What if we told you that the Fairly Made® SaaS platform is much more human than you think? Yes, because behind such an easy-to-use interface lies a complex world, where technology is at the service of a team with unique skills and expertise. And what better way to tell this story than to give voice to the people who are actually helping brands reduce their impact? To kick off our Inside Fairly Made® column, today we are handing the mic to Leïla Gimeno, our Head of Analysis and Legislation, who recently participated in the nationwide panel of scientific experts organized to develop an environmental labeling method.
Leïla, tell us about your background
I trained as an engineer specializing in textiles, and more precisely in the fields of sustainable textiles and innovation. I had the opportunity to make my first steps in a purchasing center at Cyrillus when their CSR department was created. I was in charge of tracing unsold goods and all the logistic choices behind them. I also took part in a zero waste project. I then joined Louis Vuitton, where I was in charge of material development for sustainable development projects in the Canvas and Textile division.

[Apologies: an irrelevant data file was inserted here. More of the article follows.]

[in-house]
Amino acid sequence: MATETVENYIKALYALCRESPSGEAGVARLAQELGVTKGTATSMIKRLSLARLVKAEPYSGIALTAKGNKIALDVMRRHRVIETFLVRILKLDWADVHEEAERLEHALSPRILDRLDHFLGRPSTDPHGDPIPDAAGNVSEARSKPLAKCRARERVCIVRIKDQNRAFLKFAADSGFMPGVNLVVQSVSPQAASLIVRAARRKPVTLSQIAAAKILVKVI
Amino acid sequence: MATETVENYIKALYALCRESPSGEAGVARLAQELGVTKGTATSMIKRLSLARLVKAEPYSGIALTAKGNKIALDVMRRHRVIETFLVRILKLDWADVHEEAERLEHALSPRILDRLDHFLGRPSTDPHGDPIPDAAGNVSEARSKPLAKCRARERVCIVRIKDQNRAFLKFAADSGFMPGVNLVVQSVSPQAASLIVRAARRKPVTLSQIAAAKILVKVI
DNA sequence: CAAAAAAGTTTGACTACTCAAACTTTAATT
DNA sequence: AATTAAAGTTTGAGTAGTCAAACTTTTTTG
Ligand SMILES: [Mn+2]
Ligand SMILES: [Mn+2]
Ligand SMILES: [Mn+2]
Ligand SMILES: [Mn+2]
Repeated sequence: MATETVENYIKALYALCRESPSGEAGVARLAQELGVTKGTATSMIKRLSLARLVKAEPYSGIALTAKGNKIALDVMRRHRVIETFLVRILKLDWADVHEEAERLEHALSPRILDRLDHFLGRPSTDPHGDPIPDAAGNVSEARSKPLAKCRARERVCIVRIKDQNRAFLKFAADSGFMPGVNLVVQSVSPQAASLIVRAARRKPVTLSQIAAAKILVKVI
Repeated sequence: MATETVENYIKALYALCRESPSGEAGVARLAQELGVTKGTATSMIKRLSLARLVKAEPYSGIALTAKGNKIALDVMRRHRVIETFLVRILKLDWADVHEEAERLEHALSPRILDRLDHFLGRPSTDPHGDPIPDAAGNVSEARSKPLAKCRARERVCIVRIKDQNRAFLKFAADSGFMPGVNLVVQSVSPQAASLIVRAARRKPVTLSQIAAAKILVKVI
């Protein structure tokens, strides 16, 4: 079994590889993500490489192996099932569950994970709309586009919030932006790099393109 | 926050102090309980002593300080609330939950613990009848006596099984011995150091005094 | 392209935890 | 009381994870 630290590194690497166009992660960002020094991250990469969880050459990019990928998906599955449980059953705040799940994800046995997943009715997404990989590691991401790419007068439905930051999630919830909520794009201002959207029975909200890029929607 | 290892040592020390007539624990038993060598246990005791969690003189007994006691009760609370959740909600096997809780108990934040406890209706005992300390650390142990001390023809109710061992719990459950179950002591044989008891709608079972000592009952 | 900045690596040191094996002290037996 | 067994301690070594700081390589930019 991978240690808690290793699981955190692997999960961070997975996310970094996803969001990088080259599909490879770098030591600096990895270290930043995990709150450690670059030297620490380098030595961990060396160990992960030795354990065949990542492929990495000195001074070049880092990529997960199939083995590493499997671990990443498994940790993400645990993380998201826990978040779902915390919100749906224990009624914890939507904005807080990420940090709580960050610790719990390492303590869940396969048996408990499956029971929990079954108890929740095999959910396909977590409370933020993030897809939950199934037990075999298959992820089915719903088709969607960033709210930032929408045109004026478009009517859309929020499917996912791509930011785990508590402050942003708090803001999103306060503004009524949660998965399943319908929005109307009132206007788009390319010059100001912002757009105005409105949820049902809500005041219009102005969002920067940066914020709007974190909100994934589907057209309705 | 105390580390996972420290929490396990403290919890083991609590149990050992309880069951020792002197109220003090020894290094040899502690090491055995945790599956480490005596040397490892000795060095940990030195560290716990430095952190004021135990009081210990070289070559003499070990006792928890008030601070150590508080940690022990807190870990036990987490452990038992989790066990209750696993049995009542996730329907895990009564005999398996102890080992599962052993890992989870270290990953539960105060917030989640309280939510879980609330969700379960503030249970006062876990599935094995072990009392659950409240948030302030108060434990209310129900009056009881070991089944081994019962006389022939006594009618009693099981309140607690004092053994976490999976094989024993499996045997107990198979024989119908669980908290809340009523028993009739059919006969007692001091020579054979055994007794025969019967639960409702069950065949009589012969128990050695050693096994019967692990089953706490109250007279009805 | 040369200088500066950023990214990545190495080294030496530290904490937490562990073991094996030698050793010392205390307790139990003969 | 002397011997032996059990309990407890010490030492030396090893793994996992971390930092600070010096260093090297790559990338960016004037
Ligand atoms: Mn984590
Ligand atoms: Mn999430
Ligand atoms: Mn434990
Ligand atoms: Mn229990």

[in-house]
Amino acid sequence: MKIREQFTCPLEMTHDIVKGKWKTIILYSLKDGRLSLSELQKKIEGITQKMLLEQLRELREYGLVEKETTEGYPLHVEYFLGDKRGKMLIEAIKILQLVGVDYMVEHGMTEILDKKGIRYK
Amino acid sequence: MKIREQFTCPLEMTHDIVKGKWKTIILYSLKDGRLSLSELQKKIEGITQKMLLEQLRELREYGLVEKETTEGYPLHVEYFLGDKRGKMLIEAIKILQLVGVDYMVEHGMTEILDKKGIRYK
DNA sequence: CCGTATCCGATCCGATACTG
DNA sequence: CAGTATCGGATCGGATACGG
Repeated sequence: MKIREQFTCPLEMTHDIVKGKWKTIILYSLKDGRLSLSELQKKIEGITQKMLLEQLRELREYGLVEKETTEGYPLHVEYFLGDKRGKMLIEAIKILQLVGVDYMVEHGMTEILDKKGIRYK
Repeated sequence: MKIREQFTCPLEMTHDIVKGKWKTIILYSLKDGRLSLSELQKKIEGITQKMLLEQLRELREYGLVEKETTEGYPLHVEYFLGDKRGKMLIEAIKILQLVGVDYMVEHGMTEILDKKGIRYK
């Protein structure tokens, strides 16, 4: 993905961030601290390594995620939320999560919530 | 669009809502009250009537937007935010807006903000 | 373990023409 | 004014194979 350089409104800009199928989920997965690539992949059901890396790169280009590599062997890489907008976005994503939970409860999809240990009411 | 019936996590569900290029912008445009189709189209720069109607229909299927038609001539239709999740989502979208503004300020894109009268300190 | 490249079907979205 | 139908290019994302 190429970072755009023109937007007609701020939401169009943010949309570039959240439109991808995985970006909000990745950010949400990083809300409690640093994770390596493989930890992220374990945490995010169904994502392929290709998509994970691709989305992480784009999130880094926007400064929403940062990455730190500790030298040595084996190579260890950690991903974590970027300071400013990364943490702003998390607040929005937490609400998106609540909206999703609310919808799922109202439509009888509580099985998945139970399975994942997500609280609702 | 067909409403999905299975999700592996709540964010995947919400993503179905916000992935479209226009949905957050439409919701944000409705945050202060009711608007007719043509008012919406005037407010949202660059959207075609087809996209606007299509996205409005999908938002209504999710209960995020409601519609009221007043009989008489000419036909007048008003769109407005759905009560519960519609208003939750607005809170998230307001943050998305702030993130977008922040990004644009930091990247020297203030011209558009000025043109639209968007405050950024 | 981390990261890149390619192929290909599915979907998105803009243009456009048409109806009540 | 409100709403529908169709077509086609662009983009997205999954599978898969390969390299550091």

What is your role at Fairly Made®?
I joined Fairly Made® in 2021 as Head of Analysis and Legislation. I coordinate a team of analysts who are in charge of traceability on a client portfolio. More specifically, my team focuses on women's ready-to-wear and luxury brands. A very important part of my work consists in keeping a permanent watch on textile-related legislation. It is an essential step to be aware of the evolutions in this field and to understand how we can offer the best possible solution to help fashion brands to comply.